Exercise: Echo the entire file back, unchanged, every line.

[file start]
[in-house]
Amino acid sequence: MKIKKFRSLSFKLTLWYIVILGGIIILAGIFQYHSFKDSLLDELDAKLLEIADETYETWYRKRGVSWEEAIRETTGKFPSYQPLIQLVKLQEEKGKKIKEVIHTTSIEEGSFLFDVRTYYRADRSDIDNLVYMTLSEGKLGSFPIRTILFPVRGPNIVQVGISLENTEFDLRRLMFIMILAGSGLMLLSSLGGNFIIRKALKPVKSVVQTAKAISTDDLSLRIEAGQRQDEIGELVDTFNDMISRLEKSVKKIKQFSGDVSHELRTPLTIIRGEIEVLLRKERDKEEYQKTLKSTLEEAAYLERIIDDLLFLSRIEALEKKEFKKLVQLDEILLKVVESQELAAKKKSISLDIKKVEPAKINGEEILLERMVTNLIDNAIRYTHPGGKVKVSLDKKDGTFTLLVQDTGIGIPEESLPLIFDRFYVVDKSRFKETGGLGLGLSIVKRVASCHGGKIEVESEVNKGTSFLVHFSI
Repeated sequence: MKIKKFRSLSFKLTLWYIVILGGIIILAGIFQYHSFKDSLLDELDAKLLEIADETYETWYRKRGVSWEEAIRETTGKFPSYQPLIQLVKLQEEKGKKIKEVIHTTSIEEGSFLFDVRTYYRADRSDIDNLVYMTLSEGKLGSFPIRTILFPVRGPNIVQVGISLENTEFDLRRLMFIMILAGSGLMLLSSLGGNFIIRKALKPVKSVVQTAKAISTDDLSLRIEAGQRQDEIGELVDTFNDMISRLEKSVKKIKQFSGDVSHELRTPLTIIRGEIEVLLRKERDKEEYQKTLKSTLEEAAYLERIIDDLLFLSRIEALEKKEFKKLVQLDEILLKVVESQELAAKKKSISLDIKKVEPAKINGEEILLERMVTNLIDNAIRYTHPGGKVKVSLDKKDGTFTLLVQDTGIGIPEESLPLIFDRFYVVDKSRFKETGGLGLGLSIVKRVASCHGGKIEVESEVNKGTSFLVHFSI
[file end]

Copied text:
[in-house]
Amino acid sequence: MKIKKFRSLSFKLTLWYIVILGGIIILAGIFQYHSFKDSLLDELDAKLLEIADETYETWYRKRGVSWEEAIRETTGKFPSYQPLIQLVKLQEEKGKKIKEVIHTTSIEEGSFLFDVRTYYRADRSDIDNLVYMTLSEGKLGSFPIRTILFPVRGPNIVQVGISLENTEFDLRRLMFIMILAGSGLMLLSSLGGNFIIRKALKPVKSVVQTAKAISTDDLSLRIEAGQRQDEIGELVDTFNDMISRLEKSVKKIKQFSGDVSHELRTPLTIIRGEIEVLLRKERDKEEYQKTLKSTLEEAAYLERIIDDLLFLSRIEALEKKEFKKLVQLDEILLKVVESQELAAKKKSISLDIKKVEPAKINGEEILLERMVTNLIDNAIRYTHPGGKVKVSLDKKDGTFTLLVQDTGIGIPEESLPLIFDRFYVVDKSRFKETGGLGLGLSIVKRVASCHGGKIEVESEVNKGTSFLVHFSI
Repeated sequence: MKIKKFRSLSFKLTLWYIVILGGIIILAGIFQYHSFKDSLLDELDAKLLEIADETYETWYRKRGVSWEEAIRETTGKFPSYQPLIQLVKLQEEKGKKIKEVIHTTSIEEGSFLFDVRTYYRADRSDIDNLVYMTLSEGKLGSFPIRTILFPVRGPNIVQVGISLENTEFDLRRLMFIMILAGSGLMLLSSLGGNFIIRKALKPVKSVVQTAKAISTDDLSLRIEAGQRQDEIGELVDTFNDMISRLEKSVKKIKQFSGDVSHELRTPLTIIRGEIEVLLRKERDKEEYQKTLKSTLEEAAYLERIIDDLLFLSRIEALEKKEFKKLVQLDEILLKVVESQELAAKKKSISLDIKKVEPAKINGEEILLERMVTNLIDNAIRYTHPGGKVKVSLDKKDGTFTLLVQDTGIGIPEESLPLIFDRFYVVDKSRFKETGGLGLGLSIVKRVASCHGGKIEVESEVNKGTSFLVHFSI